___________5) Seal all joints and nail holes.

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ANSWER KEY NO. 1.3-3

Check your answer with the answer key below. If you fail to get it
right, refer back to corresponding resources until you make it perfect.

1. 2
2. 1
3. 4
4. 3
5. 5

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INFORMATION SHEET NO. 1.3-4
MOLDINGS
Learning Objective: After reading this INFORMATION SHEET, YOU MUST
be able to IDENTIFY KINDS OF MOLDINGS AND INSTALL MOLDINGS

A. Base Moldings

The interior trim of a building should match or complement the design


of the doors, the windows, and the building. Base molding is the trim
between the finished wall and the floor. It is available in several widths and
forms. Figure 9, shows the types of base molding.
Square-edge (or two-piece) baseboard consists of a square-edged
baseboard topped with a small base cap. When the wall covering is not
straight and true, small base molding will conform more closely to the
variations than will a one-piece base alone. This type of baseboard is
usually 5/8 x 3 1/4 inches or wider. Installation of square-edged baseboard
is shown in Figure 61.

Figure 60. Types of base moldings

Narrow- and wide-ranch base (one-piece baseboard) are 3/4 x 3


1/4 inches or wider and vary from 1/2 x 2 1/4 inches to 1/2 x 3 1/4
inches or wider.
A wood member at the junction of the wall and carpeting serves as
a protective bumper; however, wood trim is sometimes eliminated. Most
baseboards are finished with a 1/2- x 3/4-inch base shoe. A single-base
molding without the shoe is sometimes placed at the wall-floor junction,
especially where carpeting might be used.

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Figure 61. Installing base molding
Baseboard should be installed with a butt joint at the inside corners
and a mitered joint at the outside corners. (The base board installation in
Figure 61 is done with square-edge baseboard.) It should be nailed to each
stud with two 8d finishing nails. Base molding should have a coped joint at
inside corners and a mitered joint at outside corners. A coped joint is one in
which the first piece is square cut against the plaster or base and the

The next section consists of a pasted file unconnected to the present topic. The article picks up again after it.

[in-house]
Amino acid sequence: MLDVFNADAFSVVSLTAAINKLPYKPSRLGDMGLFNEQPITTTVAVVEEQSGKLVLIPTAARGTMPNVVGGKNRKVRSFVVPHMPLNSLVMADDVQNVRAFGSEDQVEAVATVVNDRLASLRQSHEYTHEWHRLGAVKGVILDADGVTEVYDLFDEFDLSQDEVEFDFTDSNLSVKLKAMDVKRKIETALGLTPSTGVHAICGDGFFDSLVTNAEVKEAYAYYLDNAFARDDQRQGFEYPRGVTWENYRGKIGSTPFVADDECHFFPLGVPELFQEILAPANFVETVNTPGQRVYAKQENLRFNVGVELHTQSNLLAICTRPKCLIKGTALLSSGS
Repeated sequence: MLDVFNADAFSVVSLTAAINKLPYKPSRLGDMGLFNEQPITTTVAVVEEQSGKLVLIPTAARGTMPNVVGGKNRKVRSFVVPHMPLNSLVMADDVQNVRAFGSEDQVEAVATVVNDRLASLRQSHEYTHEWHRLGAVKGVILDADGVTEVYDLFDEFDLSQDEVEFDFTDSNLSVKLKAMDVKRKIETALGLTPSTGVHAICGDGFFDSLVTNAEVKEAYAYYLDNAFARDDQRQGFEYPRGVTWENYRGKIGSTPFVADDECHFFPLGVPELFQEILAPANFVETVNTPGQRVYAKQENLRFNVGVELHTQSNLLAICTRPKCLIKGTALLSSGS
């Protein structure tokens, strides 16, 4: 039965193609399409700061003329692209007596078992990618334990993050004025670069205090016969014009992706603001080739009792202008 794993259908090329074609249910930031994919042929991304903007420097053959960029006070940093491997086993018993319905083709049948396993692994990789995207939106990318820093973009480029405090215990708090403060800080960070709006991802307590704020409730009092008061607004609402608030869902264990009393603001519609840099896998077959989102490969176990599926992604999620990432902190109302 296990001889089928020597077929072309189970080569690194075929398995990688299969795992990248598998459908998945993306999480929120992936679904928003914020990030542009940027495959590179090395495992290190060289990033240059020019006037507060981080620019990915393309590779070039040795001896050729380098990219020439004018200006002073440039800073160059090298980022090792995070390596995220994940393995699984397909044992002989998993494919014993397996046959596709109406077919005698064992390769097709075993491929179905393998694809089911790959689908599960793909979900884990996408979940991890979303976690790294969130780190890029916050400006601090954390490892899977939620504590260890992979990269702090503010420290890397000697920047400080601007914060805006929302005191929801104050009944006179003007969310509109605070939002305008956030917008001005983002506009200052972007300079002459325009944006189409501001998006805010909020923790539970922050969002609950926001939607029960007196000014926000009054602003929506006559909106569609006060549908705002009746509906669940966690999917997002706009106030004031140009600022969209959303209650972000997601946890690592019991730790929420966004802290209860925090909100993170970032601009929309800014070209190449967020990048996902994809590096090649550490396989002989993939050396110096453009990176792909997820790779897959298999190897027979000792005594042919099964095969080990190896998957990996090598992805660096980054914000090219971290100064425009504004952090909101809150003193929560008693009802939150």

second molding is coped. This is done by sawing a 45° miter along the inner
line of the miter. The base shoe should be nailed into the subfloor with long,
slender nails, but not into the baseboard itself. Then, if there is a small
amount of movement in the floor, no opening will occur under the shoe.
When several pieces of molding are needed, they should be joined with a lap
miter (Figure 62). When the face of the base shoe projects beyond the face of
the molding, it abuts (Figure 63).

Figure 62. Trim lap-miter joint

B. Ceiling Moldings

Ceiling moldings are sometimes used at the junction of the wall and
the ceiling to finish the sheetrock paneling (sheetrock or wood). Inside
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corners should be coped joints. This ensures a tight joint even if minor
moisture changes occur. Figure 63 shows ceiling molding. For sheetrock
walls, a small, simple molding might be best. For large moldings, finish
nails should be driven into the upper wallplates and also into the ceiling
joist, when possible. (For plastered ceilings, a cutback edge at the outside of
the molding will partially conceal any unevenness of the plaster and make
painting easier where there are color changes.)

Figure 63. Ceiling moldings

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SELF-CHECK NO. 1.3-4

Check your mastery in installing molding by completing the tasks


below.

Instruction. Read the statement carefully. Arrange the following by


writing the numbers in order . Write your answer on the space provided.

_______1) Moldings sometimes used at the junction of the wall and the
ceiling to finish the sheetrock paneling (sheetrock or wood).

_______2) The trim between the finished wall and the floor. It is available in
several widths and forms.

_______3) Installed with a butt joint at the inside corners and a mitered
joint at the outside corners.

_______4) For large moldings, ________________ should be driven into the


upper wall plates and also into the ceiling joist, when possible.

_______5) Baseboard consist of a square-edged baseboard topped with a


small base cap and is usually 5/8 x 3 1/4 inches or wider.

_______6) Baseboards which are 3/4 x 3 1/4 inches or wider and vary from
1/2 x 2 1/4 inches to 1/2 x 3 1/4 inches or wider.

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ANSWER KEY NO. 1.3-4

Check your answer with the answer key below. If you fail to get it
right, refer back to corresponding resources until you make it perfect.

1. Ceiling Moldings
2. Base molding
3. Baseboards
4. Finish nails
5. Square-edge baseboards
6. Narrow- and wide-ranch base